You’ve worked hard to build your own business on your own terms. But it is a trade- off; for every bit of independence you gain, you also take on more personal responsibility and risk isolation. Your neck is on the line to get the job done right, and done fast, every time. Even though you’re on your own, you’re still part of a team, except that team doesn’t feel obligated to talk to you or help. It’s a delicate balancing act.

Now That You’ve Got the Job, It’s Time to Get It Done. Fast.

Great news! All that effort spent writing a proposal and bidding on a job paid off, you got it. Now you’ve got to deliver, and time is running out. Plus, you’ve got to line up the next job too. To get this job and the next one, you need to ensure your tools offer the latest capabilities to meet the clients’ requirements. To get both jobs done fast, you need to be as efficient as possible. That means building your own collection of “secret sauce” library items and design blocks and leveraging as much outside design content as possible.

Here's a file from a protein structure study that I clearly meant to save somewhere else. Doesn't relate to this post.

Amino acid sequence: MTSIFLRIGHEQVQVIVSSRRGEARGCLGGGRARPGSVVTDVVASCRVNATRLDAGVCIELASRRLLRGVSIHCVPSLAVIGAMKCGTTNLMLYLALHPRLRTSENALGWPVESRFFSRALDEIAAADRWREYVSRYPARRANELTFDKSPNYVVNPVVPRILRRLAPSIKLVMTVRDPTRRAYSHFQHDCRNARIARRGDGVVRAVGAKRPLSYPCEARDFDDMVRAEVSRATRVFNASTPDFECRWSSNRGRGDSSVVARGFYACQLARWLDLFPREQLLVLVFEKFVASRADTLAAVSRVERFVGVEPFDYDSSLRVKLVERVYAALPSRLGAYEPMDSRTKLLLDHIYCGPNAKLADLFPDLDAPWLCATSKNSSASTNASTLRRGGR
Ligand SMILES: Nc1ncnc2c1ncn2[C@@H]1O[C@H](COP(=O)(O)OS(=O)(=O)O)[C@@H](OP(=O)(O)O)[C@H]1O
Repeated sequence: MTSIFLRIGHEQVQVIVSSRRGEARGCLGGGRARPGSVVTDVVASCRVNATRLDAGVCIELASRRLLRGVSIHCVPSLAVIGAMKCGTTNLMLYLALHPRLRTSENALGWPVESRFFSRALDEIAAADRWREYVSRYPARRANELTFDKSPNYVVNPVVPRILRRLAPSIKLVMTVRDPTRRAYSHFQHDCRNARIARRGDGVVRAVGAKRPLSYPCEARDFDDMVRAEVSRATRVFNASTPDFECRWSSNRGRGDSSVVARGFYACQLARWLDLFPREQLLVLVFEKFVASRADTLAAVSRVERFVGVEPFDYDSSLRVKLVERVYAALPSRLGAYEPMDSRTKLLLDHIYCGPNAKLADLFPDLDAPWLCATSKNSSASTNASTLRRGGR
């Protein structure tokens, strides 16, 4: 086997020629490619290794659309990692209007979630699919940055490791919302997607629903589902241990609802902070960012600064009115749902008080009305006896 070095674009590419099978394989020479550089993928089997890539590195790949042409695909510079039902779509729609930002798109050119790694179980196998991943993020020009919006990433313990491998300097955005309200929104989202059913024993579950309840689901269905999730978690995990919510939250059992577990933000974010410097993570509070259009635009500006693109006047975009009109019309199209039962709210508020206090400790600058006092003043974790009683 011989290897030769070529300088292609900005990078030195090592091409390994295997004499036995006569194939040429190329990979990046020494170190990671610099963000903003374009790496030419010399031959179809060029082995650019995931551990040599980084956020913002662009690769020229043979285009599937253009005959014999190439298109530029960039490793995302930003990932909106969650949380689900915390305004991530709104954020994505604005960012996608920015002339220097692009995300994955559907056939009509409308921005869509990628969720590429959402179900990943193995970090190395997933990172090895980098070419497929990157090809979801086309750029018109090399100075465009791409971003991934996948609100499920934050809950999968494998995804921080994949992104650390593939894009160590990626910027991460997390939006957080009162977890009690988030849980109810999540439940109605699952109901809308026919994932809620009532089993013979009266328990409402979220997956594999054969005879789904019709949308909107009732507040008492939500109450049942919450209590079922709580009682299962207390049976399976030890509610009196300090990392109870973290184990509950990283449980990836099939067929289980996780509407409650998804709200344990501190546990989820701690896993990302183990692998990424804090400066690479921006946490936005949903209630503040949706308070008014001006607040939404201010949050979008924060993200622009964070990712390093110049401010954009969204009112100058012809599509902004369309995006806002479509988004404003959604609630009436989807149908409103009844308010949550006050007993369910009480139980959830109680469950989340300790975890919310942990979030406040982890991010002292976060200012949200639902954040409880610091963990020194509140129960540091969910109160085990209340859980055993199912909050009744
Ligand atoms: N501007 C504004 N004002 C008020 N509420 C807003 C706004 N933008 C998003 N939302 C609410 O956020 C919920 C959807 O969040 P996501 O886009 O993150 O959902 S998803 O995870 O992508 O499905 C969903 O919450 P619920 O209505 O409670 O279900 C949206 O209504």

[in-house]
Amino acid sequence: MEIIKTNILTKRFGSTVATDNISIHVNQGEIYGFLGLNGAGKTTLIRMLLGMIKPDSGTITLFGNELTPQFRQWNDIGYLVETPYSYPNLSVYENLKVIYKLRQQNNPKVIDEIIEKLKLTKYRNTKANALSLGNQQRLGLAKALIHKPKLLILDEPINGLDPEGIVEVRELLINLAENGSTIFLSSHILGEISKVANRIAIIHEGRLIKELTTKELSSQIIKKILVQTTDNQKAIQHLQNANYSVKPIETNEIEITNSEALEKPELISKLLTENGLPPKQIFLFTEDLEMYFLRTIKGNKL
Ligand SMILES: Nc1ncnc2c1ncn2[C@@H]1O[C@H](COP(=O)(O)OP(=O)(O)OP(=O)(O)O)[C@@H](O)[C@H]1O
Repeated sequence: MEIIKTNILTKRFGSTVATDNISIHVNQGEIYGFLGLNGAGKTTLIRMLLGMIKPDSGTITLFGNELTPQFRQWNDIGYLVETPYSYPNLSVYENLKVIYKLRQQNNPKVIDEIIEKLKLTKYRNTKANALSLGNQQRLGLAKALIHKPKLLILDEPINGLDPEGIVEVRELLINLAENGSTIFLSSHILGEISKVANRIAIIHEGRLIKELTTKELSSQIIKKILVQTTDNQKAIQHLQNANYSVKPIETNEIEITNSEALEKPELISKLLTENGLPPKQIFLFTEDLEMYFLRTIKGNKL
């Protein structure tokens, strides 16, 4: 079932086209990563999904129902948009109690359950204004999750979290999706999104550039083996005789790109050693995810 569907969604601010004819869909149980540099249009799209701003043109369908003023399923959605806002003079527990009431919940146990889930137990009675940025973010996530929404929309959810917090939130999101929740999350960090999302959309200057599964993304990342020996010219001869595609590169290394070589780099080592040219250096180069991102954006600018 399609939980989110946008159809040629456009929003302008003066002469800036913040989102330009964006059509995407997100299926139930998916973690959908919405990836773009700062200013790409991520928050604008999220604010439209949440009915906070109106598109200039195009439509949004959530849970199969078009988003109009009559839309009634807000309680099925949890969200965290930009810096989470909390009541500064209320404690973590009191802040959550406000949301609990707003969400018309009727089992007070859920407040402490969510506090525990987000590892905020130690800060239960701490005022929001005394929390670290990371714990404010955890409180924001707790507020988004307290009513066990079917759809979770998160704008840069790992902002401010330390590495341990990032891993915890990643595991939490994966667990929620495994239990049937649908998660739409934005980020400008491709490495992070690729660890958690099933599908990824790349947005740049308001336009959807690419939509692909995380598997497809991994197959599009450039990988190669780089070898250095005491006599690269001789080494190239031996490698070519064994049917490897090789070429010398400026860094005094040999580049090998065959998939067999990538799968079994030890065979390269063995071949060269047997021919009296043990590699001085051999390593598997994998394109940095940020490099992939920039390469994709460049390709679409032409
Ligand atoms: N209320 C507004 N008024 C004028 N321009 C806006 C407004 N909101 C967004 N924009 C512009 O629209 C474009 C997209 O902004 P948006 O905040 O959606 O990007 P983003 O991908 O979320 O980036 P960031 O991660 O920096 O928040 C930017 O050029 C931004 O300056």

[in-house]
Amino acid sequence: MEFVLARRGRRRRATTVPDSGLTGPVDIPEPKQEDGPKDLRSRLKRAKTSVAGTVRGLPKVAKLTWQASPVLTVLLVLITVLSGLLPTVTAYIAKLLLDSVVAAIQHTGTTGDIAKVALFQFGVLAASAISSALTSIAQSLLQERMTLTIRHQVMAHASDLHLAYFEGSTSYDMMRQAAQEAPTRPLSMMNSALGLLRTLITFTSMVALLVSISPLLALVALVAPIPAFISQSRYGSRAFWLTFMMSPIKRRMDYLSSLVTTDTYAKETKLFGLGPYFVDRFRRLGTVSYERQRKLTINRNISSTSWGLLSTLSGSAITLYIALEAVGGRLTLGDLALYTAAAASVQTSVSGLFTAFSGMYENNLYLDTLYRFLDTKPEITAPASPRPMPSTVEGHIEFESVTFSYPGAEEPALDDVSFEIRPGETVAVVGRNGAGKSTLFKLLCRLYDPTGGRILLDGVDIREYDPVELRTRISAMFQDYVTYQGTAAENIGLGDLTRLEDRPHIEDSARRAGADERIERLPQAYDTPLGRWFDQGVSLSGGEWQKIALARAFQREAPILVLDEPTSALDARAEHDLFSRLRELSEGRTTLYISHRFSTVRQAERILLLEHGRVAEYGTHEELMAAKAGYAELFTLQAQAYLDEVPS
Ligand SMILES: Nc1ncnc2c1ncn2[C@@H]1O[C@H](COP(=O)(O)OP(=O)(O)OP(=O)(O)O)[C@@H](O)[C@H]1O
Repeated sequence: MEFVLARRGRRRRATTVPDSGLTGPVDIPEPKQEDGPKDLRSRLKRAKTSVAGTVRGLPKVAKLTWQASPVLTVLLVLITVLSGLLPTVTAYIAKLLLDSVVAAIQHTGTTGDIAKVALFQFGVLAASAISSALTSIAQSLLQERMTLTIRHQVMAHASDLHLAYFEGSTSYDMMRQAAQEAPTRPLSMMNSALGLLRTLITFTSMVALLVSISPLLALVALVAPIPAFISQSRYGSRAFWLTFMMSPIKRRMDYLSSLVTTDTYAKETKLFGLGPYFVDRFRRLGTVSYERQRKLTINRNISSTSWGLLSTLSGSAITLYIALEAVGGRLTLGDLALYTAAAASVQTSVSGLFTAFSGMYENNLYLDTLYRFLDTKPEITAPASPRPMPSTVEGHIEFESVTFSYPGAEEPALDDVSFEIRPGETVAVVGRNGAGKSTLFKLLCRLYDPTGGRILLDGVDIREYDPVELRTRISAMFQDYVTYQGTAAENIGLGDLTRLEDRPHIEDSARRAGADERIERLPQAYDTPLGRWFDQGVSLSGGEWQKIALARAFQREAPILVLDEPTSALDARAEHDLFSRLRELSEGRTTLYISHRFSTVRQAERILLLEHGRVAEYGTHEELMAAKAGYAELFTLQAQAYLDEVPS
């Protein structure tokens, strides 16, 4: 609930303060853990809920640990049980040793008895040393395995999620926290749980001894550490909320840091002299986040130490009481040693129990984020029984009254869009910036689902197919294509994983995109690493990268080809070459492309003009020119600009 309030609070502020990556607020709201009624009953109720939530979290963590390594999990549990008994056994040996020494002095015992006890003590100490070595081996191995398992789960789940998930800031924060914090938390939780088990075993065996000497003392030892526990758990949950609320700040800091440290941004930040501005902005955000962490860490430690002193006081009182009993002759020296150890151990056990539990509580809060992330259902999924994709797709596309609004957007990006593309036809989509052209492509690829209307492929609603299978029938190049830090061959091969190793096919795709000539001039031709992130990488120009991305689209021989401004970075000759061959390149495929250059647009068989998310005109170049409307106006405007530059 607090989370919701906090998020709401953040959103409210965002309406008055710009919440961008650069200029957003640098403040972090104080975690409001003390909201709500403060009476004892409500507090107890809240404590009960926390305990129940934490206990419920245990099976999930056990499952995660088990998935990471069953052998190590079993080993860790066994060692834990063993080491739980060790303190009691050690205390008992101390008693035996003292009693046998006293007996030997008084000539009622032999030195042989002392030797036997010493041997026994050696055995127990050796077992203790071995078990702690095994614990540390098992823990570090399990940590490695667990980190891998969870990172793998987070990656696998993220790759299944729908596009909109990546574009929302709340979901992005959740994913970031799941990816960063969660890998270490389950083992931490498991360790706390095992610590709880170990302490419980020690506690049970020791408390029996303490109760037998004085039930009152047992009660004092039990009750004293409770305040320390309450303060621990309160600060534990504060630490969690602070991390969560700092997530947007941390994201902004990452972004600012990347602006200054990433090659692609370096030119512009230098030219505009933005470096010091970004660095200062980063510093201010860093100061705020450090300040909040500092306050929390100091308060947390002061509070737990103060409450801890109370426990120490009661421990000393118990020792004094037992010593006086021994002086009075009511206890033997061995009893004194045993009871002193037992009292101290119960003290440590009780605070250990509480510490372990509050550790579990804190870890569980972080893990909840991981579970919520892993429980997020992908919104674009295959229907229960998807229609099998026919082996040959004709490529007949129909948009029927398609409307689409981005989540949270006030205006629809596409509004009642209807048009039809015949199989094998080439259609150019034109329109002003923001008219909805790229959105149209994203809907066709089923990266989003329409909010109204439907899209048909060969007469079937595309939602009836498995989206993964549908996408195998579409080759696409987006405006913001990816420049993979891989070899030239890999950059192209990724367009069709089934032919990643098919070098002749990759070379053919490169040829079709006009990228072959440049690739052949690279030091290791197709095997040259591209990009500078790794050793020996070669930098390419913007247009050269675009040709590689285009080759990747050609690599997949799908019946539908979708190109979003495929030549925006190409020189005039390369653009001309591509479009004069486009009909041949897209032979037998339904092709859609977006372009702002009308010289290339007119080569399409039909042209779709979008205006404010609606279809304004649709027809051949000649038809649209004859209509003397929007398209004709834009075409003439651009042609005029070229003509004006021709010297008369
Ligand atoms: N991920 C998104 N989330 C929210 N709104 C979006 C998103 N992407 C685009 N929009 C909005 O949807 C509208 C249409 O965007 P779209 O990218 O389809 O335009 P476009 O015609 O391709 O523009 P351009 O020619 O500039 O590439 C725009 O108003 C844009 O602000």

Work More Efficiently With Less Repetition
Get a project done faster so you can move on to the next one


Collaborating with the Outside

Even though you’re working on your part of the project alone, you’re still working as part of a project team. Just like when you’re sitting at a desk in a mega conglomerate, you still need to collaborate with MCAD designers to make sure the board fits, you still need to share your designs with other engineers and managers, and you still need to send files off to manufacturing. The problem is, you’re not sitting at a desk in a mega conglomerate and the rest of your team isn’t next to you. How do you collaborate with these people when you can’t just walk over to their desk and ask?

Work Together With Key Outside Stakeholders
Ensure the entire project team, in which you play a crucial part, is in sync.


No One to Count On But Yourself

The life of a contract engineer is inherently lonely. Usually it means working alone on projects and left to fend for yourself. Without continuous external stimulation and interaction with other people like you, how do you ensure your skills are up-to-date? What do you do if you find yourself stuck? Without the right support, your independence can be a major burden.

You’re Not Alone When You Go It Alone
There are tens of thousands of Altium users just like you

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